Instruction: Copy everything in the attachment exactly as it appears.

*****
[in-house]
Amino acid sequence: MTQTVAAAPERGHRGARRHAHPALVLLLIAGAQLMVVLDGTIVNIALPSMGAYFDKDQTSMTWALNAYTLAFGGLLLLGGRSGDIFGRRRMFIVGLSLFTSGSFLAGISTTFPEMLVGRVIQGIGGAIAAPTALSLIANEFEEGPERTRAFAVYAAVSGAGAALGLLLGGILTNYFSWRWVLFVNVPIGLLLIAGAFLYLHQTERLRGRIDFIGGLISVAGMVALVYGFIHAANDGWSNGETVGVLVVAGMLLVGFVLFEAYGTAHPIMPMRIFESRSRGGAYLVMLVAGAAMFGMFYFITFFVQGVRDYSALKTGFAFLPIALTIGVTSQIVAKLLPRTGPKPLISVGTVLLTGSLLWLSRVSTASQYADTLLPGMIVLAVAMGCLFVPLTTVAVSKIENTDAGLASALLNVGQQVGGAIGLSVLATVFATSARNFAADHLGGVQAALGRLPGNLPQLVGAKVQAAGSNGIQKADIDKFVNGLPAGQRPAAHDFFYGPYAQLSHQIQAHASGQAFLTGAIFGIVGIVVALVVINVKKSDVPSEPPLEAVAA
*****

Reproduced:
[in-house]
Amino acid sequence: MTQTVAAAPERGHRGARRHAHPALVLLLIAGAQLMVVLDGTIVNIALPSMGAYFDKDQTSMTWALNAYTLAFGGLLLLGGRSGDIFGRRRMFIVGLSLFTSGSFLAGISTTFPEMLVGRVIQGIGGAIAAPTALSLIANEFEEGPERTRAFAVYAAVSGAGAALGLLLGGILTNYFSWRWVLFVNVPIGLLLIAGAFLYLHQTERLRGRIDFIGGLISVAGMVALVYGFIHAANDGWSNGETVGVLVVAGMLLVGFVLFEAYGTAHPIMPMRIFESRSRGGAYLVMLVAGAAMFGMFYFITFFVQGVRDYSALKTGFAFLPIALTIGVTSQIVAKLLPRTGPKPLISVGTVLLTGSLLWLSRVSTASQYADTLLPGMIVLAVAMGCLFVPLTTVAVSKIENTDAGLASALLNVGQQVGGAIGLSVLATVFATSARNFAADHLGGVQAALGRLPGNLPQLVGAKVQAAGSNGIQKADIDKFVNGLPAGQRPAAHDFFYGPYAQLSHQIQAHASGQAFLTGAIFGIVGIVVALVVINVKKSDVPSEPPLEAVAA